RARE pink supermoon will be visible throughout Spain in April
The season of spring in Spain may not have begun with the best weather, but it has so far offered us a host of stunning celestial spectacles, the latest of which will grace our skies next week. One of the most interesting astronomical phenomena of the year, the enormous pink supermoon will be clearly visible to the naked eye throughout Spain on Monday night, April 26.
According to the experts, the moon will be at its clearest at around 5:30am, but it should be visible to the entire country for much of the night without the need for binoculars or telescopes. This is because the distance between the Earth and the moon will be reduced, causing the supermoon to appear 7 per cent bigger than normal, and 15 per cent brighter than usual.
Of course, the supermoon is not actually pink in colour, but is so-called because its appearance coincides with the flowering of pink moss across the globe, most prolifically in Canada and the United States. Conversely, it is often called the ‘egg moon’ in Spain since this is the time of year many native birds begin to lay.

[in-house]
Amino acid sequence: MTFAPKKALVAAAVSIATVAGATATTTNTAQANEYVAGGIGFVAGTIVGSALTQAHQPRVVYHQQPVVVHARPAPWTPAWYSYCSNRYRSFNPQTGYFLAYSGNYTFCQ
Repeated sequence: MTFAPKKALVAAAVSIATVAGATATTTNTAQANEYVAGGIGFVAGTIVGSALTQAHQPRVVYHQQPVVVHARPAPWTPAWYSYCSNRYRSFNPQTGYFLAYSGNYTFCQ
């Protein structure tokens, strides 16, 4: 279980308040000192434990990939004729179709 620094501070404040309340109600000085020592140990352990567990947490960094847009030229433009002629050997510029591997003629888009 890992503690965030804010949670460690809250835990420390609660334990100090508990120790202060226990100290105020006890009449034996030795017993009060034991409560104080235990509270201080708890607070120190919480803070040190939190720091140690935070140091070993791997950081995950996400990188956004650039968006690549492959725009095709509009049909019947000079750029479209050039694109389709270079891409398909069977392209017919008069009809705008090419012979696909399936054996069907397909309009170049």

An equally spectacular phenomenon known as ‘the rain of lyrical stars’ will also sweep across Spanish skies in April, but its appearance has been sadly hampered by the recent overcast and cloudy weather. During this period, up to twenty shooting stars can be seen every hour as fragments from Comet Thatcher fall to the Earth.
Last month, the first full moon of the spring season, also called the ‘worm moon’ appeared on March 28. According to NASA, the phenomenon got its name from native tribes in North America who coined the phrase as the full moon coincides with the re-emergence of earthworms after the winter snows have melted.
The worm moon is not its only name: other tribes call it the sugar moon, indicating the time of year when the sap of the sugar maples begins to flow, or the Lenten moon in the Christian religion, since it coincides with Holy Week.